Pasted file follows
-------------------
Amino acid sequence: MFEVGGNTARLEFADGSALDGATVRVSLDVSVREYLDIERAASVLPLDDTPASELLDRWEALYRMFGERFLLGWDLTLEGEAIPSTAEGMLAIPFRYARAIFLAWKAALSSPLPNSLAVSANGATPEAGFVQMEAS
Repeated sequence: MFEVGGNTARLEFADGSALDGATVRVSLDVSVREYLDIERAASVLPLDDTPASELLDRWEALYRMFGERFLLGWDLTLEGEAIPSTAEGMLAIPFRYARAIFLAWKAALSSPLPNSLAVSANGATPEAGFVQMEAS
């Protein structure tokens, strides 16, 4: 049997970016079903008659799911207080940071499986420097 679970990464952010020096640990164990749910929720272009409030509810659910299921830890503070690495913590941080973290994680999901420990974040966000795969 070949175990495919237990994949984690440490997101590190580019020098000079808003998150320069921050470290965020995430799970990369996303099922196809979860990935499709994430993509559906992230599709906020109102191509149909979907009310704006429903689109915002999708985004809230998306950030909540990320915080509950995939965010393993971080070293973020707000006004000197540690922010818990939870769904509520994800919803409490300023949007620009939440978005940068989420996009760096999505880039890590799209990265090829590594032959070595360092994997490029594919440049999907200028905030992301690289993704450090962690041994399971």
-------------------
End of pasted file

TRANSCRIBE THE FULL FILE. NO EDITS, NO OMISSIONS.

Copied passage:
Amino acid sequence: MFEVGGNTARLEFADGSALDGATVRVSLDVSVREYLDIERAASVLPLDDTPASELLDRWEALYRMFGERFLLGWDLTLEGEAIPSTAEGMLAIPFRYARAIFLAWKAALSSPLPNSLAVSANGATPEAGFVQMEAS
Repeated sequence: MFEVGGNTARLEFADGSALDGATVRVSLDVSVREYLDIERAASVLPLDDTPASELLDRWEALYRMFGERFLLGWDLTLEGEAIPSTAEGMLAIPFRYARAIFLAWKAALSSPLPNSLAVSANGATPEAGFVQMEAS
């Protein structure tokens, strides 16, 4: 049997970016079903008659799911207080940071499986420097 679970990464952010020096640990164990749910929720272009409030509810659910299921830890503070690495913590941080973290994680999901420990974040966000795969 070949175990495919237990994949984690440490997101590190580019020098000079808003998150320069921050470290965020995430799970990369996303099922196809979860990935499709994430993509559906992230599709906020109102191509149909979907009310704006429903689109915002999708985004809230998306950030909540990320915080509950995939965010393993971080070293973020707000006004000197540690922010818990939870769904509520994800919803409490300023949007620009939440978005940068989420996009760096999505880039890590799209990265090829590594032959070595360092994997490029594919440049999907200028905030992301690289993704450090962690041994399971």